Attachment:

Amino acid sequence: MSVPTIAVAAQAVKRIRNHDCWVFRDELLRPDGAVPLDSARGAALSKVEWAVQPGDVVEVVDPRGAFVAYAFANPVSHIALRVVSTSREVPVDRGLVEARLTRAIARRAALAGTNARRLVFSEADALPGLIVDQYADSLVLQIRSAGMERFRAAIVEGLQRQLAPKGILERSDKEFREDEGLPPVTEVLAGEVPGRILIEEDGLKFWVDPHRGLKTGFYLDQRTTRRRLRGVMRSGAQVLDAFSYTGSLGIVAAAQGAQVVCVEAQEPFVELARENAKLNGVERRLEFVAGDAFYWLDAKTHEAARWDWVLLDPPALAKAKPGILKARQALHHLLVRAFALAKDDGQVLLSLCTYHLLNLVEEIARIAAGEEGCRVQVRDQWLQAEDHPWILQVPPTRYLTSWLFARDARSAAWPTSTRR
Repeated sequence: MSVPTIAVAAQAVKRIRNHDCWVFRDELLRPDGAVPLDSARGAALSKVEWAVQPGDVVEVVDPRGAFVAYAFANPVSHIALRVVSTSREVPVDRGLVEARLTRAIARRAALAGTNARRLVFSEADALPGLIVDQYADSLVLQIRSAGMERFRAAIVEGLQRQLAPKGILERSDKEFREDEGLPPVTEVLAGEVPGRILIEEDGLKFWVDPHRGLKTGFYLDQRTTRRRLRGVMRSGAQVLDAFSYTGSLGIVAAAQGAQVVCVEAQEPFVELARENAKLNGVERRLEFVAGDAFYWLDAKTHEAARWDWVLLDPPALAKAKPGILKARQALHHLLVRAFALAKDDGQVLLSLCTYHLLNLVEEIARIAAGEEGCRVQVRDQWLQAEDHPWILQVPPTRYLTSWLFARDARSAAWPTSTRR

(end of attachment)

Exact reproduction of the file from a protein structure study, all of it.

Amino acid sequence: MSVPTIAVAAQAVKRIRNHDCWVFRDELLRPDGAVPLDSARGAALSKVEWAVQPGDVVEVVDPRGAFVAYAFANPVSHIALRVVSTSREVPVDRGLVEARLTRAIARRAALAGTNARRLVFSEADALPGLIVDQYADSLVLQIRSAGMERFRAAIVEGLQRQLAPKGILERSDKEFREDEGLPPVTEVLAGEVPGRILIEEDGLKFWVDPHRGLKTGFYLDQRTTRRRLRGVMRSGAQVLDAFSYTGSLGIVAAAQGAQVVCVEAQEPFVELARENAKLNGVERRLEFVAGDAFYWLDAKTHEAARWDWVLLDPPALAKAKPGILKARQALHHLLVRAFALAKDDGQVLLSLCTYHLLNLVEEIARIAAGEEGCRVQVRDQWLQAEDHPWILQVPPTRYLTSWLFARDARSAAWPTSTRR
Repeated sequence: MSVPTIAVAAQAVKRIRNHDCWVFRDELLRPDGAVPLDSARGAALSKVEWAVQPGDVVEVVDPRGAFVAYAFANPVSHIALRVVSTSREVPVDRGLVEARLTRAIARRAALAGTNARRLVFSEADALPGLIVDQYADSLVLQIRSAGMERFRAAIVEGLQRQLAPKGILERSDKEFREDEGLPPVTEVLAGEVPGRILIEEDGLKFWVDPHRGLKTGFYLDQRTTRRRLRGVMRSGAQVLDAFSYTGSLGIVAAAQGAQVVCVEAQEPFVELARENAKLNGVERRLEFVAGDAFYWLDAKTHEAARWDWVLLDPPALAKAKPGILKARQALHHLLVRAFALAKDDGQVLLSLCTYHLLNLVEEIARIAAGEEGCRVQVRDQWLQAEDHPWILQVPPTRYLTSWLFARDARSAAWPTSTRR